If this is you, here are the best degrees you should consider pursuing:
- Computer science: These degrees can lead to careers in programming, web development, system administration, and cybersecurity. Computer-related fields often involve problem-solving, logical thinking, and working on projects independently or in small teams, making them suitable for introverts.
- Engineering: Various engineering disciplines, such as electrical, mechanical, or civil engineering, are well-suited for introverts. Engineers typically work on designing and solving technical problems and often work independently or in small groups.
- Writing or journalism: Introverts who enjoy writing can pursue degrees in these areas, leading to careers as writers, editors or content creators. Writing often involves working independently and using creativity to communicate ideas effectively.
2. Thinking introvert
If you are a thinking introvert, it’s natural for you to reflect and analyse deeply.
You’re always weighing the pros and cons before making important decisions.
If this is you, you’re not alone. Studies suggest that around one-third to one-half of the population identifies as introverts, with many falling into the thinking category.
Think about a well-known figure like Albert Einstein; his introspective thought experiments led to groundbreaking theories in physics.
Often called daydreamers, thinking introverts spend a lot of their time in their thoughts and tend to have creative imaginations. You enjoy reflecting on how you feel and often lose yourself in your dreamy imagination.
This introvert personality type is considered quiet-genius because they love hypothesising, creating, ideating and storytelling.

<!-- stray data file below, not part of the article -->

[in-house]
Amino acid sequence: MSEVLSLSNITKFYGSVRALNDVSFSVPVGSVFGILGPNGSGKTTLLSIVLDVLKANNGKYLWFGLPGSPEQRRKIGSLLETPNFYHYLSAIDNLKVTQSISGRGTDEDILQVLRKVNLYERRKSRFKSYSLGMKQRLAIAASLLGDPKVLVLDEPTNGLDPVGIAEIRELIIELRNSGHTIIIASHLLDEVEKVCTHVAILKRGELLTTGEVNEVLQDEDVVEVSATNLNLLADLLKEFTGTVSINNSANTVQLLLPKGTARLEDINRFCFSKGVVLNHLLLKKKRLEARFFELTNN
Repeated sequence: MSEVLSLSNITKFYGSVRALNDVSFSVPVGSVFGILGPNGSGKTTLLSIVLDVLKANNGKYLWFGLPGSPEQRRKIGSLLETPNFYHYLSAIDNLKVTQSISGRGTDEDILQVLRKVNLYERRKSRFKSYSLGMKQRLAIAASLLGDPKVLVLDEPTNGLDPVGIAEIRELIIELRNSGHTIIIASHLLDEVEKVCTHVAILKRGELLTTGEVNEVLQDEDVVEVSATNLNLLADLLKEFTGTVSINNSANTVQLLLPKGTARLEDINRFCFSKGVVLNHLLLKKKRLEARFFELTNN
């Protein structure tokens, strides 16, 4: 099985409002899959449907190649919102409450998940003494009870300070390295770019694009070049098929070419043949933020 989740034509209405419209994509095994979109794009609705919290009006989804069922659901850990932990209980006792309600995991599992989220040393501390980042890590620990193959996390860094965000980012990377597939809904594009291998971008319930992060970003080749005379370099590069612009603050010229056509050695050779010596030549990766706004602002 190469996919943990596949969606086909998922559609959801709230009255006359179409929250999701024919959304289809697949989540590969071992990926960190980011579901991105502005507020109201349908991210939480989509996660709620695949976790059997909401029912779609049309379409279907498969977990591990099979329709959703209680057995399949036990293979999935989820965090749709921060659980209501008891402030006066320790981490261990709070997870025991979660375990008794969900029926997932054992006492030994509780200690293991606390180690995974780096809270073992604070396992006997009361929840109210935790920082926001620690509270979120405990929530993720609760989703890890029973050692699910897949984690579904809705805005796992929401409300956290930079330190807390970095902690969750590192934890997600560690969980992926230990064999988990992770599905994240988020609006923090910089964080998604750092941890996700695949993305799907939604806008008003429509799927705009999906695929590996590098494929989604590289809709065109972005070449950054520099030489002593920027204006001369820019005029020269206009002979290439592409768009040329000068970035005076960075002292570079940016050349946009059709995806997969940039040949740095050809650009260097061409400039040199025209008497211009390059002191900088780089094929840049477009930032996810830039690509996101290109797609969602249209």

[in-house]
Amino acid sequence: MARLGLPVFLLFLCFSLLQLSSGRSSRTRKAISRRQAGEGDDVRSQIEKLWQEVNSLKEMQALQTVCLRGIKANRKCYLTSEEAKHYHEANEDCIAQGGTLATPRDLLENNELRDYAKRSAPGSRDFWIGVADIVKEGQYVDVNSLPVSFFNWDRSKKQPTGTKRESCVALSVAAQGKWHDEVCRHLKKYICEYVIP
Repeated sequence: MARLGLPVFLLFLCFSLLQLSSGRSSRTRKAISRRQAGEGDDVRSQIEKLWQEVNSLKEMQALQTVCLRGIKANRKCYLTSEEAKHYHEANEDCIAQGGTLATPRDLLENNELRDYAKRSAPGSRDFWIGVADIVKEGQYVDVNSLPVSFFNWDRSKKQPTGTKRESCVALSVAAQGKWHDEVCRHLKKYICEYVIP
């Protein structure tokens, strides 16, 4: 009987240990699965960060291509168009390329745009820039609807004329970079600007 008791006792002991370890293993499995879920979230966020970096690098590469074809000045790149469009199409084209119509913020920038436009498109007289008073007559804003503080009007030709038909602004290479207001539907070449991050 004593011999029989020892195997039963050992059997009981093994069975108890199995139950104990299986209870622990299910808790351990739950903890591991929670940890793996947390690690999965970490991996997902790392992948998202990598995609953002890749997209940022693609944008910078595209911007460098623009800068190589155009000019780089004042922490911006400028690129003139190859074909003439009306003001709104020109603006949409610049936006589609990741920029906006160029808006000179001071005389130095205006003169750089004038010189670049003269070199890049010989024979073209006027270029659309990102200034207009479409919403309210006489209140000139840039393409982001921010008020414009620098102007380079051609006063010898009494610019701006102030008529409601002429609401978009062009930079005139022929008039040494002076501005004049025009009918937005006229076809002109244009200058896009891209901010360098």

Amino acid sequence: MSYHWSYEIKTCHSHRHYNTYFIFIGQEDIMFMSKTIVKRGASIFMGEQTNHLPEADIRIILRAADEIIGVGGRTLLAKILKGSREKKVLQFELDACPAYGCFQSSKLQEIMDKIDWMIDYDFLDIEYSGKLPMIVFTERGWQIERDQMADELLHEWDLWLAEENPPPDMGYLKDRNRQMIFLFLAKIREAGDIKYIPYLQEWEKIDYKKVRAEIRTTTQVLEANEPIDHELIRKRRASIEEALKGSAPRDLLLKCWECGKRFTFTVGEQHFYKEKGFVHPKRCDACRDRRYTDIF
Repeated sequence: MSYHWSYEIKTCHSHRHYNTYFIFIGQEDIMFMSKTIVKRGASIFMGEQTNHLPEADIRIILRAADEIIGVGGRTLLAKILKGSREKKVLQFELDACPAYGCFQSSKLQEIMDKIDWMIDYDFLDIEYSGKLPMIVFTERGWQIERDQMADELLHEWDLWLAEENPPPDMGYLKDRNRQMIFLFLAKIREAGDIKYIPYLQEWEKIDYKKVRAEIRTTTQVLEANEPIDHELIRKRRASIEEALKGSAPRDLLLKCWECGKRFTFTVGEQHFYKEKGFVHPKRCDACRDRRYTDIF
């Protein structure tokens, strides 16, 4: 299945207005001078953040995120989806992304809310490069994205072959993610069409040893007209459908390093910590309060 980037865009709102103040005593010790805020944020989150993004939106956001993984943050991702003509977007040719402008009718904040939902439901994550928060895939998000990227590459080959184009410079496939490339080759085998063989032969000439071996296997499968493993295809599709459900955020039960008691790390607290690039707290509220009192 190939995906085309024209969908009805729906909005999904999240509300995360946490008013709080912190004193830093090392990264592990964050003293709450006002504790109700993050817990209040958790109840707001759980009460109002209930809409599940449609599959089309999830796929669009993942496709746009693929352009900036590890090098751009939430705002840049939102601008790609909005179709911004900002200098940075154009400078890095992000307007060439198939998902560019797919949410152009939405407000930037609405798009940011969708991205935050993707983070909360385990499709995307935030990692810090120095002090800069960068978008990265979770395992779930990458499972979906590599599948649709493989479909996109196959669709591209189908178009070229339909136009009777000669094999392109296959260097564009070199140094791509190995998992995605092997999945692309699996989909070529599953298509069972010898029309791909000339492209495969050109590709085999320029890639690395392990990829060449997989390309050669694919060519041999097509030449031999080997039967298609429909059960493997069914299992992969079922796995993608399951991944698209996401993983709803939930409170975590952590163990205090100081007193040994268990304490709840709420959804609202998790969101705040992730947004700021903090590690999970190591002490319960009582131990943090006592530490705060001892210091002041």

You often shine in fields that require attention to detail and in-depth analysis, like actuarial science where your logical thinking could lead to innovative solutions.
Don’t worry if you are a thinking introvert, there are plenty of degrees for you to choose from. Here are some examples:
- Philosophy: Philosophy studies fundamental questions about existence, knowledge, ethics, and reality. It encourages deep thinking, analysis, and contemplation, making it an ideal choice for thinking introverts.
- Actuarial science: Actuaries analyse and assess financial risks extensively using mathematical and statistical models. It’s a highly analytical field that appeals to those who enjoy rigorous thinking.
- History: History degrees involve in-depth research and analysis of past events, societies, and cultures. Introverts who enjoy deep thinking may thrive in this field.
3. Anxious introvert
As an anxious introvert, you move through life with a heightened awareness of anxiety.
If the thought of public speaking or networking events makes you want to run and hide, this is probably you.
But before you get anxious, don’t worry. This is very common among different types of introvert personalities.
In fact, anxiety disorders are among the most common mental health issues, affecting over 40 million adults in the US.